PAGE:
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Governor approves PTSD measure for firefighters

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Gov. Michelle Lujan Grisham, center, signs a bill on PTSD coverage for firefighters during a ceremony at the Albuquerque Fire Academy on Tuesday. Beside her at the table are Rep. Deborah Armstrong and General President of the International Association of Firefighters Harold Schaitberger. (Adolphe Pierre-Louis/Journal)

ALBUQUERQUE, N.M. — Gov. Michelle Lujan Grisham signed legislation Tuesday aimed at guaranteeing medical coverage for firefighters who endure post-traumatic stress disorder triggered by their work.

The measure, House Bill 324, adds PTSD to the list of conditions presumed to have been caused by their jobs as firefighters and requiring employers to provide medical treatment for it. A variety of cancers, for example, are among the conditions already covered.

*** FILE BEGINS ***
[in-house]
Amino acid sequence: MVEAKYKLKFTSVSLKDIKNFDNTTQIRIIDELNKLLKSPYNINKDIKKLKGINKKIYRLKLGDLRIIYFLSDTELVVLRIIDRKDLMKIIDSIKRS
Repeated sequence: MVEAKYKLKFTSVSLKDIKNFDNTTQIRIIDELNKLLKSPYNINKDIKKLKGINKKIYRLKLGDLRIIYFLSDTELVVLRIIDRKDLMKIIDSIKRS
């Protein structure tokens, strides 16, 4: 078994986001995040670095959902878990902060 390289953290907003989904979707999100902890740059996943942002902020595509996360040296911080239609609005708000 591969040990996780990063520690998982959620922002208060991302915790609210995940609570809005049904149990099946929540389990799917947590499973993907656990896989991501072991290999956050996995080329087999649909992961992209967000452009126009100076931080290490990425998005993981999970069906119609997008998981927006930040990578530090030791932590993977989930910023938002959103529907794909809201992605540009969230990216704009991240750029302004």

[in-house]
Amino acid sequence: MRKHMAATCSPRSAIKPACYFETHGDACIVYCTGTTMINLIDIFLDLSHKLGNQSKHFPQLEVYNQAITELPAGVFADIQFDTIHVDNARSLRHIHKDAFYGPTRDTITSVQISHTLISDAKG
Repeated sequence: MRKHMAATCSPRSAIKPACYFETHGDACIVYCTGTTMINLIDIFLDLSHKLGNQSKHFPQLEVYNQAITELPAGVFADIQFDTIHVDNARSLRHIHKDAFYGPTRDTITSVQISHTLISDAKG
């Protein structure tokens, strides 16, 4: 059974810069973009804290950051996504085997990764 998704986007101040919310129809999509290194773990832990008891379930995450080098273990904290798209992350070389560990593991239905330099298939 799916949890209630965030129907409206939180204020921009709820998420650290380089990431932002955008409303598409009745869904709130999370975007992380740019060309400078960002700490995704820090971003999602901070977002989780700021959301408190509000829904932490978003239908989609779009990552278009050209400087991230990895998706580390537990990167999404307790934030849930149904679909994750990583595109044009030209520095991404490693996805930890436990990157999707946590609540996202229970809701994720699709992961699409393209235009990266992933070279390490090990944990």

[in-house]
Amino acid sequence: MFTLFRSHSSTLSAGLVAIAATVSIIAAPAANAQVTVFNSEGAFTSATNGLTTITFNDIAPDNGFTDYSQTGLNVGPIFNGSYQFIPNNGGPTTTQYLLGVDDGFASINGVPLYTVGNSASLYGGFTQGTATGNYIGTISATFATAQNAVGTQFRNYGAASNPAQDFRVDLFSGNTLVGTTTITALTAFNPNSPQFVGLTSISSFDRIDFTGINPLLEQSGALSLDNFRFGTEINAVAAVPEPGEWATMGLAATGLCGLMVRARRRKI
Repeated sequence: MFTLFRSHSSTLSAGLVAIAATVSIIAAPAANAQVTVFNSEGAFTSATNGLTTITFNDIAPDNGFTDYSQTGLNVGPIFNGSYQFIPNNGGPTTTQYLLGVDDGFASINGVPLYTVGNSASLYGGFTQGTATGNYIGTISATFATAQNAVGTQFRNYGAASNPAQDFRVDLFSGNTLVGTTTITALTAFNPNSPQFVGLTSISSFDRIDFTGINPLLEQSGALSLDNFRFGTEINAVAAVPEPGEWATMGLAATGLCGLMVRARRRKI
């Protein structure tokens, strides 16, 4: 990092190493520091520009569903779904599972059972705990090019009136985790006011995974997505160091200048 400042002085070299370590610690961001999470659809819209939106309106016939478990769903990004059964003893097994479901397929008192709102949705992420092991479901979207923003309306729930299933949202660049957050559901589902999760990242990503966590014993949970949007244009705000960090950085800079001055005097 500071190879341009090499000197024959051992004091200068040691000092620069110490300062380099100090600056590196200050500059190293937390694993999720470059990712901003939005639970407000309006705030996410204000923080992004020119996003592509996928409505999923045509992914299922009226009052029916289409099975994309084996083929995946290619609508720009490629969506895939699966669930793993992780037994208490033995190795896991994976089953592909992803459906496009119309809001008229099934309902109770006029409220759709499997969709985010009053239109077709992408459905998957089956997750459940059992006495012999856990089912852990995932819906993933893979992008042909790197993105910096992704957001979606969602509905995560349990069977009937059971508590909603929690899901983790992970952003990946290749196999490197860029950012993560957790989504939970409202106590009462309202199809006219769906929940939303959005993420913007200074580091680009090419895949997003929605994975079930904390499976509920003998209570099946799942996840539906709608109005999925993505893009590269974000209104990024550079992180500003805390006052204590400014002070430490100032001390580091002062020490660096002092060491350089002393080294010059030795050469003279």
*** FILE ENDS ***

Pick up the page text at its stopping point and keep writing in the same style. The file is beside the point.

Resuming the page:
Lujan Grisham joined Albuquerque Mayor Tim Keller and other elected officials to sign the bill in front of firefighters at the city’s West Side fire academy.

The governor spoke about receiving quick help decades ago — from a firefighter trained as a paramedic — when her 2-year-old daughter stopped breathing. It’s one example, she said, of the kinds of life-and-death work firefighters handle every day on the job.

“These kinds of stresses are real,” Lujan Grisham said.

House Bill 324 was jointly sponsored by Democratic Reps. Deborah Armstrong and Melanie Stansbury, both of Albuquerque.

Employers would still have the option of going to court if they believe they can show the firefighters’ PTSD wasn’t caused by their work.

The legislation passed the House 58-4 and the Senate 34-5 earlier this year. Friday is the deadline for the governor to act on bills passed in the final days of the session.

Also Tuesday, Keller thanked state officials for approving about $17 million in funding to help the city of Albuquerque upgrade its communications network for police and firefighters.

Keller said that some of the local equipment is so old that the city buys replacement parts through eBay, an online marketplace that sells used goods. The radio network also makes it difficult to communicate with other agencies, he said.

“If we can’t talk to each other, we can’t work together,” the mayor said.

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